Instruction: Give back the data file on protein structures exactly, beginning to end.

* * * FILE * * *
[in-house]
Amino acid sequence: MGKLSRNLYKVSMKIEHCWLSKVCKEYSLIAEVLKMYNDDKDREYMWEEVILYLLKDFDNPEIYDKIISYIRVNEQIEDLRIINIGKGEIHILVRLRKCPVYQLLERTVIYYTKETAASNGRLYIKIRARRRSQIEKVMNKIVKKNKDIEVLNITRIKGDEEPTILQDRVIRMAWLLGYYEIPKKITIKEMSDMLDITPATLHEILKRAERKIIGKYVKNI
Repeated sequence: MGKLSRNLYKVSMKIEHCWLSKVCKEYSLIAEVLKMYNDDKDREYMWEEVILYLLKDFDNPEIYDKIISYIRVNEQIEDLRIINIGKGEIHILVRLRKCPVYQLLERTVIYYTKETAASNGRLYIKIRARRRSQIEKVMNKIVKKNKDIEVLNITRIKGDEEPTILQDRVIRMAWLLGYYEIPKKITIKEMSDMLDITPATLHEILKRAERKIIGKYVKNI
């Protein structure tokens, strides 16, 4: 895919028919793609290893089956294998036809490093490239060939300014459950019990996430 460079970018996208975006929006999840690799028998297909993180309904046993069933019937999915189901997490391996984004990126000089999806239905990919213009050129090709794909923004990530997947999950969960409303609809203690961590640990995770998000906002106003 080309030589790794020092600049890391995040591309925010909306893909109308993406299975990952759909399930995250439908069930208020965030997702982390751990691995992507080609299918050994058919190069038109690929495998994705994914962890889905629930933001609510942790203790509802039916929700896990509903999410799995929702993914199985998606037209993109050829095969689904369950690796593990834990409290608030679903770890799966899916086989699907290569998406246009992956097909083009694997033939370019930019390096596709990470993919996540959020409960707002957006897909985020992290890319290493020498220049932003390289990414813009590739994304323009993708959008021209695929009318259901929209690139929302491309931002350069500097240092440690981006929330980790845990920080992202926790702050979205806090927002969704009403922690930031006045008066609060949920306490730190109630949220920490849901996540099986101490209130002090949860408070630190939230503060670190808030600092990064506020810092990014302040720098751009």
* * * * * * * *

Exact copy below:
[in-house]
Amino acid sequence: MGKLSRNLYKVSMKIEHCWLSKVCKEYSLIAEVLKMYNDDKDREYMWEEVILYLLKDFDNPEIYDKIISYIRVNEQIEDLRIINIGKGEIHILVRLRKCPVYQLLERTVIYYTKETAASNGRLYIKIRARRRSQIEKVMNKIVKKNKDIEVLNITRIKGDEEPTILQDRVIRMAWLLGYYEIPKKITIKEMSDMLDITPATLHEILKRAERKIIGKYVKNI
Repeated sequence: MGKLSRNLYKVSMKIEHCWLSKVCKEYSLIAEVLKMYNDDKDREYMWEEVILYLLKDFDNPEIYDKIISYIRVNEQIEDLRIINIGKGEIHILVRLRKCPVYQLLERTVIYYTKETAASNGRLYIKIRARRRSQIEKVMNKIVKKNKDIEVLNITRIKGDEEPTILQDRVIRMAWLLGYYEIPKKITIKEMSDMLDITPATLHEILKRAERKIIGKYVKNI
């Protein structure tokens, strides 16, 4: 895919028919793609290893089956294998036809490093490239060939300014459950019990996430 460079970018996208975006929006999840690799028998297909993180309904046993069933019937999915189901997490391996984004990126000089999806239905990919213009050129090709794909923004990530997947999950969960409303609809203690961590640990995770998000906002106003 080309030589790794020092600049890391995040591309925010909306893909109308993406299975990952759909399930995250439908069930208020965030997702982390751990691995992507080609299918050994058919190069038109690929495998994705994914962890889905629930933001609510942790203790509802039916929700896990509903999410799995929702993914199985998606037209993109050829095969689904369950690796593990834990409290608030679903770890799966899916086989699907290569998406246009992956097909083009694997033939370019930019390096596709990470993919996540959020409960707002957006897909985020992290890319290493020498220049932003390289990414813009590739994304323009993708959008021209695929009318259901929209690139929302491309931002350069500097240092440690981006929330980790845990920080992202926790702050979205806090927002969704009403922690930031006045008066609060949920306490730190109630949220920490849901996540099986101490209130002090949860408070630190939230503060670190808030600092990064506020810092990014302040720098751009």